The September-October ’81 Europe tour doesn’t get the props it should in part because the tapes aren’t that great—the Rainbow (London) series sounds dry and oddly balanced and Bob’s guitar barely registers on many of the other shows (c’mon, Healy!). But the playing is frequently quite electrifying, and of course there are the three Melk Weg oddities from Amsterdam in the middle.
Maybe because I traveled to the late August, early September ’83 shows in Eugene, Boise and Santa Fe, I’ve always been partial to that Western tour, Portland through Manor Downs (Austin).
Summer ’85, beginning with the Berkeley Greek 20th anniversary concerts in mid-June through Pittsburgh in early July, boasts several outstanding shows, as does the late August to mid-September tour that hit Red Rocks, Kaiser in Oakland and Chula Vista. All in all, ’85 is one of my favorite years.
So is 1988, and there I have to go with the mid-June to early July shows, incorporating fine outings at Alpine Valley, Saratoga and ending at Oxford Plains Speedway in Maine. (Surely 7/2 is release-worthy, no?)
Moving up a couple of years, the March/early April 1990 tour—particularly the stretch including Copps Coliseum in Ontario, Knickerbocker Arena in Albany (some of which became Dozin’ at the Knick) and Nassau Coliseum (Branford!)—is mostly killer (and was all multitracked. I’d buy a Nassau box!). And though the Europe ’90 tour was not universally great, there’s lots of good stuff in there.
I could see a box set featuring the best of the September 1991 Madison Square Garden and Boston Garden shows (that’s right, a compilation!), but the real gold in ’91 — with the Bruce Hornsby-Jerry dynamic in full bloom—is the June ’91 tour, which includes several favorites, including both Deer Creek concerts, the two Giants Stadium shows, Soldier Field (tops on my list) and Sandstone in Kansas. I luv me my ’91 Dead!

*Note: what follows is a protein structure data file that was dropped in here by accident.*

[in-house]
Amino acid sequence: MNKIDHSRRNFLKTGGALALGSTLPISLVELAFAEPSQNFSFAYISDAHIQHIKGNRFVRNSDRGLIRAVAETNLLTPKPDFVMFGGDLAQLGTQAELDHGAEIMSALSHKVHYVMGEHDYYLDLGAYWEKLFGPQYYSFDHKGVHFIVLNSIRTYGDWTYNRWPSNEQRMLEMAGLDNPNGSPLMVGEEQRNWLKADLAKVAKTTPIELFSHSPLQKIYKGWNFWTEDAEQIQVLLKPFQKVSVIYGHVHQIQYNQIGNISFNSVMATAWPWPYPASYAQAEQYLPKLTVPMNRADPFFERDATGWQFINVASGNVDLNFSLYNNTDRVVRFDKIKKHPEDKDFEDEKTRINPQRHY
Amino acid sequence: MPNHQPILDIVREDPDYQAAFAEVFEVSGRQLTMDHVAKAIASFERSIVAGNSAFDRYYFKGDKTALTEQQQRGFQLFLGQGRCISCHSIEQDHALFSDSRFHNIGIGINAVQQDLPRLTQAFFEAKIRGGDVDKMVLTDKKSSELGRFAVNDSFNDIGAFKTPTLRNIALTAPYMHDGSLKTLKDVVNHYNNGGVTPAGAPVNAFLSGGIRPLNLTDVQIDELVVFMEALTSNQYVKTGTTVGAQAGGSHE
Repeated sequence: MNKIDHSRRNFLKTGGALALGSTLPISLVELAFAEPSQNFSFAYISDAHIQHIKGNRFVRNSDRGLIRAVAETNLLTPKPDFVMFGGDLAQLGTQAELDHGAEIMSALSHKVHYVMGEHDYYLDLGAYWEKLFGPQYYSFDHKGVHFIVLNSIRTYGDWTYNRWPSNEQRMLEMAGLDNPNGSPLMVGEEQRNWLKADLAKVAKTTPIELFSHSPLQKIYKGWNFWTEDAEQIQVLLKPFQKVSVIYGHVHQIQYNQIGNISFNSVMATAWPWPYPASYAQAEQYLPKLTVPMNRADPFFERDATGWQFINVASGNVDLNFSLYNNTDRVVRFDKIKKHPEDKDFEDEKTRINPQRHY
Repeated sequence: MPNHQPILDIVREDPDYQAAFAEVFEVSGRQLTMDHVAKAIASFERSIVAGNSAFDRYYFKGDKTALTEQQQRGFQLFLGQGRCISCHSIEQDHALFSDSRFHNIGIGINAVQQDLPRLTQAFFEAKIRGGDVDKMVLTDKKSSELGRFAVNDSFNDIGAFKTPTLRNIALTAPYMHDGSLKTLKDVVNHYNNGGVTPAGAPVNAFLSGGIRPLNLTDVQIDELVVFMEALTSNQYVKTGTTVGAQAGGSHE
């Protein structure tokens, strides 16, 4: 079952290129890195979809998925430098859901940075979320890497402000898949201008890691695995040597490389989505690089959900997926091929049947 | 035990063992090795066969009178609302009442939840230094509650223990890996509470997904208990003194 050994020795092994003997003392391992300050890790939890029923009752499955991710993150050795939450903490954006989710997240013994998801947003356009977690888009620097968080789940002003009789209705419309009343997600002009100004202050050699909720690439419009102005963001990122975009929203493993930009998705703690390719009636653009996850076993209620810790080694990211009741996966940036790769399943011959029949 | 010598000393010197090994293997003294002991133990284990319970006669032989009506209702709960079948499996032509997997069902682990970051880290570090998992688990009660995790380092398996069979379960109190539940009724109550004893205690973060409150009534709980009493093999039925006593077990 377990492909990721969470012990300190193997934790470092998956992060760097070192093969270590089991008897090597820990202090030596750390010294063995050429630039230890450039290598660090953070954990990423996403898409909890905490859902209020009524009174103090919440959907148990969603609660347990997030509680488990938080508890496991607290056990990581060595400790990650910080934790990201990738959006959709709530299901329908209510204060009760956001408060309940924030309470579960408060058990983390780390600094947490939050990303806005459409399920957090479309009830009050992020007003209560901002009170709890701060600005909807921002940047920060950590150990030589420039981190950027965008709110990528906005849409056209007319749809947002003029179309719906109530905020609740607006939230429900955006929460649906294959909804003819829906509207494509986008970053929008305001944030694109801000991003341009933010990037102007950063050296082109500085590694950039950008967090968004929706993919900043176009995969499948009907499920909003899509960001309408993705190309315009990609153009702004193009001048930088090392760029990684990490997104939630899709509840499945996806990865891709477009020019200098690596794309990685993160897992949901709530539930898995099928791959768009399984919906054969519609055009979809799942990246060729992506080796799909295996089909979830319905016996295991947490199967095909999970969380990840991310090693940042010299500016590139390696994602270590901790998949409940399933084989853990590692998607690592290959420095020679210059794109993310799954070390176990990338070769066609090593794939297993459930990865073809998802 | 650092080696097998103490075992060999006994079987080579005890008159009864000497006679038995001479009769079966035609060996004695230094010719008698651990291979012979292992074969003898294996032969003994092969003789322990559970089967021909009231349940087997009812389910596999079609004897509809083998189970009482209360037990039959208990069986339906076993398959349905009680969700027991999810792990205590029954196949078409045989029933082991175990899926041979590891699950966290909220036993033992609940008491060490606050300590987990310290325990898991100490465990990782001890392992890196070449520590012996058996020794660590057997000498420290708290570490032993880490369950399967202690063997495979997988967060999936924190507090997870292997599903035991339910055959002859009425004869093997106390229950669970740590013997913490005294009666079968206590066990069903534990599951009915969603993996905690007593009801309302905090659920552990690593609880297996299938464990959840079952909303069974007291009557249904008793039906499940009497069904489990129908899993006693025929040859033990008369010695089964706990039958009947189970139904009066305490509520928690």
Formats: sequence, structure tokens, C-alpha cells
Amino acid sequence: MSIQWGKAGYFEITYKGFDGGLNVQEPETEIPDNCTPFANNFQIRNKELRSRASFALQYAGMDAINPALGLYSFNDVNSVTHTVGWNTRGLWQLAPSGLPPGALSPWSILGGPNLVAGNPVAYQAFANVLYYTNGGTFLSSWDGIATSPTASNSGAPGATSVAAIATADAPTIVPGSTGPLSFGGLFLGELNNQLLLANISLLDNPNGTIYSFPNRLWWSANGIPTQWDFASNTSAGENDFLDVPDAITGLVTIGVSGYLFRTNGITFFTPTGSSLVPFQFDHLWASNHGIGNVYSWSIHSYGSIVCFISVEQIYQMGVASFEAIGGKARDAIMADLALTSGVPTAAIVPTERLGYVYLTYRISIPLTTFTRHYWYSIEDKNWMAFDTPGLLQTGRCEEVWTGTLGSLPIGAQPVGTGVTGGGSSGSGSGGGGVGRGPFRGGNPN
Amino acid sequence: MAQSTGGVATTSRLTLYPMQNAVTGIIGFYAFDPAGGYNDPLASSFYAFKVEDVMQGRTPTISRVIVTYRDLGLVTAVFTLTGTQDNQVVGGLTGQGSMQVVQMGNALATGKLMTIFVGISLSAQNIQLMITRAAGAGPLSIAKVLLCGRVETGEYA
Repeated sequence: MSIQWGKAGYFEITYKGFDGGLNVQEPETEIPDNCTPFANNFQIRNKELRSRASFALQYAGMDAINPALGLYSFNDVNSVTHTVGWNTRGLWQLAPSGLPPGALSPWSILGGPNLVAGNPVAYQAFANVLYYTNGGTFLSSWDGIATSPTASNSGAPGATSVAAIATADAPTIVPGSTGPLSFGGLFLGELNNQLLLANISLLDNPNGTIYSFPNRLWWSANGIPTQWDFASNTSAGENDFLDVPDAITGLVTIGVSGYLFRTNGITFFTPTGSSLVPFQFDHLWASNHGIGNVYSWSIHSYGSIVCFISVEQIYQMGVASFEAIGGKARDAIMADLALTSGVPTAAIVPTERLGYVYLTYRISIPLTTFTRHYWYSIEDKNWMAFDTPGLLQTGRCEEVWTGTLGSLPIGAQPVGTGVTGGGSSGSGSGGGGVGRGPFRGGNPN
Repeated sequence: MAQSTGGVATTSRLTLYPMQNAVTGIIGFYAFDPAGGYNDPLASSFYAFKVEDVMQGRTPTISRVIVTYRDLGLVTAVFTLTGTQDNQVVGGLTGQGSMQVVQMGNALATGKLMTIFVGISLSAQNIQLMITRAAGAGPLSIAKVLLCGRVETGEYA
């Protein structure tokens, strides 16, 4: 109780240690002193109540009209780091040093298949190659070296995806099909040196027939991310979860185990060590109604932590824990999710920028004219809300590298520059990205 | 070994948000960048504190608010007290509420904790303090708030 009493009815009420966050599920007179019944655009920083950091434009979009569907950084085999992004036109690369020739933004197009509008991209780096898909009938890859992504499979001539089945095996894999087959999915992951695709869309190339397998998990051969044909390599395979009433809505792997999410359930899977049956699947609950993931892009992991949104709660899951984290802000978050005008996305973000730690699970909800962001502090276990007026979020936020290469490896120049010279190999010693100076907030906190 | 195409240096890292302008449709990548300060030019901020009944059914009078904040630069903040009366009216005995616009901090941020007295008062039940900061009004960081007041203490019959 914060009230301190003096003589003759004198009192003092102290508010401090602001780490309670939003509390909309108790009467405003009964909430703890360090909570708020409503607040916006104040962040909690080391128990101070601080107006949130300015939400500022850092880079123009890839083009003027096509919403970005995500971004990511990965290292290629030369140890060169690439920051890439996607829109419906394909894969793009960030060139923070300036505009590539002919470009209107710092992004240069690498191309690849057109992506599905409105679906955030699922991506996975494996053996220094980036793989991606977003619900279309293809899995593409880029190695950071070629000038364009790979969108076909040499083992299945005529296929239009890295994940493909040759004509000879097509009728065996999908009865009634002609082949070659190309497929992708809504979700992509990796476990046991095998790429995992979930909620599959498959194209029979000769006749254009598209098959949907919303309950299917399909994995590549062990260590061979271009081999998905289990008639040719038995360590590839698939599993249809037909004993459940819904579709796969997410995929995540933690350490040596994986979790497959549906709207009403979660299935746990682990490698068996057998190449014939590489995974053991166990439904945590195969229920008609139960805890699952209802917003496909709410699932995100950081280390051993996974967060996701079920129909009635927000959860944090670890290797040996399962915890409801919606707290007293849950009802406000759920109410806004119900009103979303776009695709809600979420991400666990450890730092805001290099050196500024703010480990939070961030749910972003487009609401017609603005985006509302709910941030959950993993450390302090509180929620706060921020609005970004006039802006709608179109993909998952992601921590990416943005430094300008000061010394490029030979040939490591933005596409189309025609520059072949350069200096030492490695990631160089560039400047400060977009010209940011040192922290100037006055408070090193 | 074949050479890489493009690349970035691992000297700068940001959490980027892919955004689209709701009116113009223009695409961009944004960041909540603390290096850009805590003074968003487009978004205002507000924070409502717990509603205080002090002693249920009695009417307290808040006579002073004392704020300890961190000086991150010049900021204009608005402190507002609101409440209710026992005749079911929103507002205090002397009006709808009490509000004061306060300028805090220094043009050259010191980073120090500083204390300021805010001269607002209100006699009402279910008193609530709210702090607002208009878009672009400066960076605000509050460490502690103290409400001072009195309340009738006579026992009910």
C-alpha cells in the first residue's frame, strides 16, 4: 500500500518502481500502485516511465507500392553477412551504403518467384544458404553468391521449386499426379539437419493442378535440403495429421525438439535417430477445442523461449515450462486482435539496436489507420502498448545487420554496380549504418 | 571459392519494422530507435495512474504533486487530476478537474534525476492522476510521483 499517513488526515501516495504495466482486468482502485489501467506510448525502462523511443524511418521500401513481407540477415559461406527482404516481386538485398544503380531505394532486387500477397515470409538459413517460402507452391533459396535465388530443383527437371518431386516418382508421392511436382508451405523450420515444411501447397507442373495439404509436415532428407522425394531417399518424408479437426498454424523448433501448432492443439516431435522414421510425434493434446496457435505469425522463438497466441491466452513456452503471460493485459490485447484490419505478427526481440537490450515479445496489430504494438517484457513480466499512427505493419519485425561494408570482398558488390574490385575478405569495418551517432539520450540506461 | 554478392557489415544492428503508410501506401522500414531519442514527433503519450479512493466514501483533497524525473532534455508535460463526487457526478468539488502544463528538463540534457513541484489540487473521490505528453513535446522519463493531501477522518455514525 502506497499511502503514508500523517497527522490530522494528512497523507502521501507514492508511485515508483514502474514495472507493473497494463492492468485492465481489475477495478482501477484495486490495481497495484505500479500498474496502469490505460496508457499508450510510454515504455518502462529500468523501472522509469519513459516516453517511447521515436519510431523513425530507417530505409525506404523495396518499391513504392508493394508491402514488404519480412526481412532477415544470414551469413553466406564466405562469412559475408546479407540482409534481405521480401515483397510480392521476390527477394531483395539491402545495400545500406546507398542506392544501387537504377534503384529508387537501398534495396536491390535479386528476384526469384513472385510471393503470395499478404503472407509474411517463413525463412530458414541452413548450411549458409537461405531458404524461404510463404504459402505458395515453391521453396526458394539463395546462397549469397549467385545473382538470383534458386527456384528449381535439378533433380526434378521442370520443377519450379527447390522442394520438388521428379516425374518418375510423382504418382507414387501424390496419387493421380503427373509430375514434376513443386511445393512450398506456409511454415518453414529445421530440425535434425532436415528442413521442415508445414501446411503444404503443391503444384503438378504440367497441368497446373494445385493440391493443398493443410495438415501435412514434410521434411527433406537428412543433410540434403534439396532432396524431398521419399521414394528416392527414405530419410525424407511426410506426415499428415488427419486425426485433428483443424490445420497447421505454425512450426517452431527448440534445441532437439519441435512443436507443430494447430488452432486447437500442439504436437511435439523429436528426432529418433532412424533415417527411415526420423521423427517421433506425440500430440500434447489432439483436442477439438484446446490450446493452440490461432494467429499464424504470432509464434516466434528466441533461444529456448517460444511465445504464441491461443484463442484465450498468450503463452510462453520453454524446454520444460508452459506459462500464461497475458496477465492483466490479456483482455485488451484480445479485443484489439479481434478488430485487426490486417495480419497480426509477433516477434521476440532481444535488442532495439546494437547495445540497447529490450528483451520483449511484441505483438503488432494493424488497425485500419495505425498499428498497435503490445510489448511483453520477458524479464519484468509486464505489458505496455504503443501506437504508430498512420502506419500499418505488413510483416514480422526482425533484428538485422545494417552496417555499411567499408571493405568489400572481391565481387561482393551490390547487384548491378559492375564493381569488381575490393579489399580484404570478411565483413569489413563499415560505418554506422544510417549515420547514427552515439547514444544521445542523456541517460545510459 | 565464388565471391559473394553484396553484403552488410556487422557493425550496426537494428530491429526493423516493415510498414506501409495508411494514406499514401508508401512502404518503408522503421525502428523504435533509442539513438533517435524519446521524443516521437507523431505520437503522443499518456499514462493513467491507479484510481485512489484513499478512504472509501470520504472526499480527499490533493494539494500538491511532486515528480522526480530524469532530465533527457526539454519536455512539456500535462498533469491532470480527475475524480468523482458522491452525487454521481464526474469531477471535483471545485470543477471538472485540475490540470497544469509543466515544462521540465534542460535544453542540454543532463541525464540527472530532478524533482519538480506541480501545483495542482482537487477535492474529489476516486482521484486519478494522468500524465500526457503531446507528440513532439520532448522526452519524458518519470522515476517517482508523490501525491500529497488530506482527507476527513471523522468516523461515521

So, those are a few of my choices. What tours do you want to turn us onto?
I'm (almost) always wrong when I try to guess the releases. I will predict however the first Dave's Picks to be 5/25/77, so there. That said, I think the next box set, if we're lucky enough to get one, will be the Spring of 90. I don't imagine the next box will be from the 70's- After this year's Europe 72, 4 of the 5 Box Sets are before 1980 (and rightfully so). And the Spring of 90 has some similarities to Europe 72. True there are 6 fewer shows on the 90 tour- 16 compared to 22. But only one show is released in it's entirety, 3/15/90. Dozin At The Knick is a compilation release, much like Steppin' Out is. Most importantly, the music on this tour is consistently magnificent, and is entirely recorded on multi-track. All of which adds up to a Box Set of exceptional magnitude (Thanks to DL for this descriptive phrase). Though I've been often wrong before...
The box set i would love to see the most is the 10-27-91- 10-31-91 shows or a set from 2-24-95-2-26-95 please!
... A bunch of those I'm not familiar with. Duly noted!
...i'd have to throw the spring of 1970 "an evening with the grateful dead" tour on this list too. the acoustic sets are incredible, and the electric sets are raw, gritty, nasty old school grateful dead music. see 5/2/70, dick's picks 8 (i think) harpur college, or 5/15/70 from the fillmore east as well for examples of how good the music could get during these shows. add a star to this tour if you're a fan of the new riders too.
blair, you said to pick any tour from the '72-'77 period, so i will. '72 is my favorite year, so i'll start there. i have to go with the fall of '72. every show, every night, every note. it's the tour where the band solidified it's post pigpen sound, and the sound of what the band would be for the next few years. three shows from the east coast september run alone were released as dick's picks, and the fun just continued on through october and november, all the way through the killer new year's eve show. see 9/17, 9/21, 9/23, 9/24, 9/26, 9/27, 9/28, 10/18, 10/19, and 12/31/72.
got to love the shows from the fall of '73 when donna was off tour being pregnant and giving birth, and i'm not a donna hater. the music is just so fluid, adventurous, and exploratory. 11/14, 11/17, 11/20, 11/21, 11/30, 12/1, 12/2, 12/6, 12/18, 12/19.